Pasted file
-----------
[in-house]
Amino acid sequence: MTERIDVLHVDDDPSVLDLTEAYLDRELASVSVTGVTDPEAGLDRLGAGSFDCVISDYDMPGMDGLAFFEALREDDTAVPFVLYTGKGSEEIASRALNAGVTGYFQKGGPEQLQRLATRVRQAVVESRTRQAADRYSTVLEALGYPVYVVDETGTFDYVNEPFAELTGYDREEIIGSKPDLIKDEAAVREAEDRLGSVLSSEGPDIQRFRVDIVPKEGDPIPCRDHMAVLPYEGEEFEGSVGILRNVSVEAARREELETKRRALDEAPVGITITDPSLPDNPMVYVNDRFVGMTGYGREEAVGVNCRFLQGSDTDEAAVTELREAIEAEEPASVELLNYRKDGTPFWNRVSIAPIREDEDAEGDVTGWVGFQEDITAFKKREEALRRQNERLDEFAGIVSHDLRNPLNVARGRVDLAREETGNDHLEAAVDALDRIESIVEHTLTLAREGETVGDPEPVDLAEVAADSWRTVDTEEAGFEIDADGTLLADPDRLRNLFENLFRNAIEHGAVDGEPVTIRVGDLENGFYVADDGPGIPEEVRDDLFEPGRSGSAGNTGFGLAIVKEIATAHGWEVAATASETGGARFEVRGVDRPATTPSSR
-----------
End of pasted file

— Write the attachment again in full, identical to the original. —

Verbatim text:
[in-house]
Amino acid sequence: MTERIDVLHVDDDPSVLDLTEAYLDRELASVSVTGVTDPEAGLDRLGAGSFDCVISDYDMPGMDGLAFFEALREDDTAVPFVLYTGKGSEEIASRALNAGVTGYFQKGGPEQLQRLATRVRQAVVESRTRQAADRYSTVLEALGYPVYVVDETGTFDYVNEPFAELTGYDREEIIGSKPDLIKDEAAVREAEDRLGSVLSSEGPDIQRFRVDIVPKEGDPIPCRDHMAVLPYEGEEFEGSVGILRNVSVEAARREELETKRRALDEAPVGITITDPSLPDNPMVYVNDRFVGMTGYGREEAVGVNCRFLQGSDTDEAAVTELREAIEAEEPASVELLNYRKDGTPFWNRVSIAPIREDEDAEGDVTGWVGFQEDITAFKKREEALRRQNERLDEFAGIVSHDLRNPLNVARGRVDLAREETGNDHLEAAVDALDRIESIVEHTLTLAREGETVGDPEPVDLAEVAADSWRTVDTEEAGFEIDADGTLLADPDRLRNLFENLFRNAIEHGAVDGEPVTIRVGDLENGFYVADDGPGIPEEVRDDLFEPGRSGSAGNTGFGLAIVKEIATAHGWEVAATASETGGARFEVRGVDRPATTPSSR